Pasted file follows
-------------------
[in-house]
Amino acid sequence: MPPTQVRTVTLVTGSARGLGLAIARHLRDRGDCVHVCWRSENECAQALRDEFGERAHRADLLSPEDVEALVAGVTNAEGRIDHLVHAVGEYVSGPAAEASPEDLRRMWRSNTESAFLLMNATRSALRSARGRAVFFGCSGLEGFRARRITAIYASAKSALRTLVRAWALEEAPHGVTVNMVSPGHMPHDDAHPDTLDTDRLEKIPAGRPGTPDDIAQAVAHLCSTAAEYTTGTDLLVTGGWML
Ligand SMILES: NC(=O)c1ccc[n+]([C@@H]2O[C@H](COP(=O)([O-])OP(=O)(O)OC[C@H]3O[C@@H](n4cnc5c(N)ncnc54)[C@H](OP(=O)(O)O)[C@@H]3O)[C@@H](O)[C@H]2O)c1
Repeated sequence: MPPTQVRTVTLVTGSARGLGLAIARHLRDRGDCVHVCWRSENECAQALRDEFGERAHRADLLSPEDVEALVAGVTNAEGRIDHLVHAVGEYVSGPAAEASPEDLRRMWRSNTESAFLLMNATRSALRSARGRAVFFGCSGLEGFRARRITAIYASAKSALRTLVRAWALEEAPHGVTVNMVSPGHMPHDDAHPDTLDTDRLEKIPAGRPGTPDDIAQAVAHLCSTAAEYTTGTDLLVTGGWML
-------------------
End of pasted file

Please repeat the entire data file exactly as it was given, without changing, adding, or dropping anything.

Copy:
[in-house]
Amino acid sequence: MPPTQVRTVTLVTGSARGLGLAIARHLRDRGDCVHVCWRSENECAQALRDEFGERAHRADLLSPEDVEALVAGVTNAEGRIDHLVHAVGEYVSGPAAEASPEDLRRMWRSNTESAFLLMNATRSALRSARGRAVFFGCSGLEGFRARRITAIYASAKSALRTLVRAWALEEAPHGVTVNMVSPGHMPHDDAHPDTLDTDRLEKIPAGRPGTPDDIAQAVAHLCSTAAEYTTGTDLLVTGGWML
Ligand SMILES: NC(=O)c1ccc[n+]([C@@H]2O[C@H](COP(=O)([O-])OP(=O)(O)OC[C@H]3O[C@@H](n4cnc5c(N)ncnc54)[C@H](OP(=O)(O)O)[C@@H]3O)[C@@H](O)[C@H]2O)c1
Repeated sequence: MPPTQVRTVTLVTGSARGLGLAIARHLRDRGDCVHVCWRSENECAQALRDEFGERAHRADLLSPEDVEALVAGVTNAEGRIDHLVHAVGEYVSGPAAEASPEDLRRMWRSNTESAFLLMNATRSALRSARGRAVFFGCSGLEGFRARRITAIYASAKSALRTLVRAWALEEAPHGVTVNMVSPGHMPHDDAHPDTLDTDRLEKIPAGRPGTPDDIAQAVAHLCSTAAEYTTGTDLLVTGGWML